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New Zealand pensioner found not guilty of drug smuggling

A New Zealand pensioner has returned home after spending 18 months in prison awaiting trial, accused of smuggling drugs into Australia.

Roy Arbon, 68, was arrested at Perth airport in 2016 after border patrol discovered 2.5 kilograms of cocaine in his suitcase. 

The retired beekeeper from Greymouth, in the South Island, told airport officials he was carrying the suitcase for a Nigerian man he met in Brazil. 

 

Roy Arbon, a New Zealand pensioner, has returned home after spending 18 months in prison awaiting trial, accused of smuggling drugs into Australia

Mr Arbon was arrested at Perth airport in 2016 after border patrol discovered 2.5 kilograms of cocaine in his suitcase

Mr Arbon was arrested at Perth airport in 2016 after border patrol discovered 2.5 kilograms of cocaine in his suitcase

Mr Arbon believed the suitcase to be full of clothes when he agreed to carry it for the stranger.

‘He gave me a hand, someone asked me to take the suitcase, and I said, ‘Yeah, no problem’,’ Mr Arbon told New Zealand media.

‘I took all the clothes out, checked the bottom, and to me, it was just a normal suitcase.’

Friends and family rallied around the New Zealand pensioner but he spent 18 months awaiting trial for the alleged drug smuggling.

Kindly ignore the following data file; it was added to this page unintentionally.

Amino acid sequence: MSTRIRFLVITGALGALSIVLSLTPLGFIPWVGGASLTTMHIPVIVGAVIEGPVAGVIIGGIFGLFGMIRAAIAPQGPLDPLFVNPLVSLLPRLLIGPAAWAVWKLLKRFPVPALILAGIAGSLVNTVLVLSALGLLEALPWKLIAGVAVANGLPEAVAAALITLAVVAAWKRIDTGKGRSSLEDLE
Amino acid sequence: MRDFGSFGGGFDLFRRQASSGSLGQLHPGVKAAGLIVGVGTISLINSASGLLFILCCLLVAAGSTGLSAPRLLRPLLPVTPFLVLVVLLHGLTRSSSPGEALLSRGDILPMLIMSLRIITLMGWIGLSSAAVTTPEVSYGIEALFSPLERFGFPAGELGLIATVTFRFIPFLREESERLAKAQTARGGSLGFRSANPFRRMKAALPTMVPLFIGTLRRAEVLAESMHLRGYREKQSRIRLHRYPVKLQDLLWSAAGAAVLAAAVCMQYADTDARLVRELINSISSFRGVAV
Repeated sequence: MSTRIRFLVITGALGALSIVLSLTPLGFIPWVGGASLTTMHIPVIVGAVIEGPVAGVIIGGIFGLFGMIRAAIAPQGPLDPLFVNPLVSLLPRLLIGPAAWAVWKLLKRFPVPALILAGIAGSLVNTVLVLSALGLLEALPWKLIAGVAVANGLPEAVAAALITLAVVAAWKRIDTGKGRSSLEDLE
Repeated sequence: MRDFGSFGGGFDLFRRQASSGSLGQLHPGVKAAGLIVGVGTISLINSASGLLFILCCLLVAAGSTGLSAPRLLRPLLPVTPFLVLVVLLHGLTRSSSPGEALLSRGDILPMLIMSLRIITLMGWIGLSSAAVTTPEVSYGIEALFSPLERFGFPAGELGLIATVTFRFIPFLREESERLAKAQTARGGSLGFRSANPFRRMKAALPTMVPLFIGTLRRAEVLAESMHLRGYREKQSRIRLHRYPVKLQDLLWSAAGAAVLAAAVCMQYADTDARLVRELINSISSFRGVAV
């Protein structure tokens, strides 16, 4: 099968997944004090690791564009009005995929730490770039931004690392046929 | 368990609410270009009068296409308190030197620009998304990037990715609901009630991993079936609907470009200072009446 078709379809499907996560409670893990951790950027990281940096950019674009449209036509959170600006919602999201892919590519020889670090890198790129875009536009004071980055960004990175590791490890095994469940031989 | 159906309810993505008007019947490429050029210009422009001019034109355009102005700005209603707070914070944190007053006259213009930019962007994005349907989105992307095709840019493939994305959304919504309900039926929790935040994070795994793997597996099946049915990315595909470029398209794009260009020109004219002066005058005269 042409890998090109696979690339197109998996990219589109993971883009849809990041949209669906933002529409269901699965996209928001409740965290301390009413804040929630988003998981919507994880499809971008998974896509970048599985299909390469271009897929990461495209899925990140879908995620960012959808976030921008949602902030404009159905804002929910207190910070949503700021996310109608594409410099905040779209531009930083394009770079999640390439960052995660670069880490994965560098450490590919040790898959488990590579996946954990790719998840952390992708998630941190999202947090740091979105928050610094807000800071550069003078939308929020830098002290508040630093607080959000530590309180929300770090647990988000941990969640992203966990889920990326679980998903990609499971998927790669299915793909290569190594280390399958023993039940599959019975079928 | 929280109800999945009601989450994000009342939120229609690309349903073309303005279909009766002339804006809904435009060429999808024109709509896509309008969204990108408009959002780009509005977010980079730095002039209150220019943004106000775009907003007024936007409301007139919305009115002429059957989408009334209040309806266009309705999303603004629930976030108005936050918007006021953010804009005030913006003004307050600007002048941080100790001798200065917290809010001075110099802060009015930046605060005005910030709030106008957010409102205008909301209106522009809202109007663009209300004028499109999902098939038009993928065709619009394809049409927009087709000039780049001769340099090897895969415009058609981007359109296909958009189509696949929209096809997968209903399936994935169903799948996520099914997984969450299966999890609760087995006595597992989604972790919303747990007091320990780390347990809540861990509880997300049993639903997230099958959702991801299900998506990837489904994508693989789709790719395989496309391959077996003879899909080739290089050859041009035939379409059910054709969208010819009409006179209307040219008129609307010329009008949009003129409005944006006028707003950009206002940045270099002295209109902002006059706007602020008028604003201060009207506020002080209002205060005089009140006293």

An Australian jury found Mr Arbon not guilty of the crime earlier this month.

Mr Arbon’s friend, Graeme Mac, said there were ‘two camps’ of people behind his friend’s trial.

‘There was “he’s guilty, chuck the key away”, and there was a lot of others who said, “This is not Roy”,’ he said.

Perth border patrol discovered 2.5 kilograms of cocaine in Mr Arbon's suitcase (stock image)

Perth border patrol discovered 2.5 kilograms of cocaine in Mr Arbon’s suitcase (stock image)

An Australian jury found Mr Arbon not guilty of drug smuggling earlier this month

An Australian jury found Mr Arbon not guilty of drug smuggling earlier this month

This isn’t the first time Mr Arbon has been fooled by scammers unfortunately, but he said he’s definitely learnt his lesson.

‘Never, ever, under any circumstances, carry someone else’s bag,’ he said. 

The former mountaineer, who once received a medal for assisting recovery workers during the 1979 Mt Erebus tragedy, said he’s now going to enjoy the little thing.

‘Going to the bush, seeing the stars, and sitting by the bonfire, is at the top of his list. 

Read more at DailyMail.co.uk


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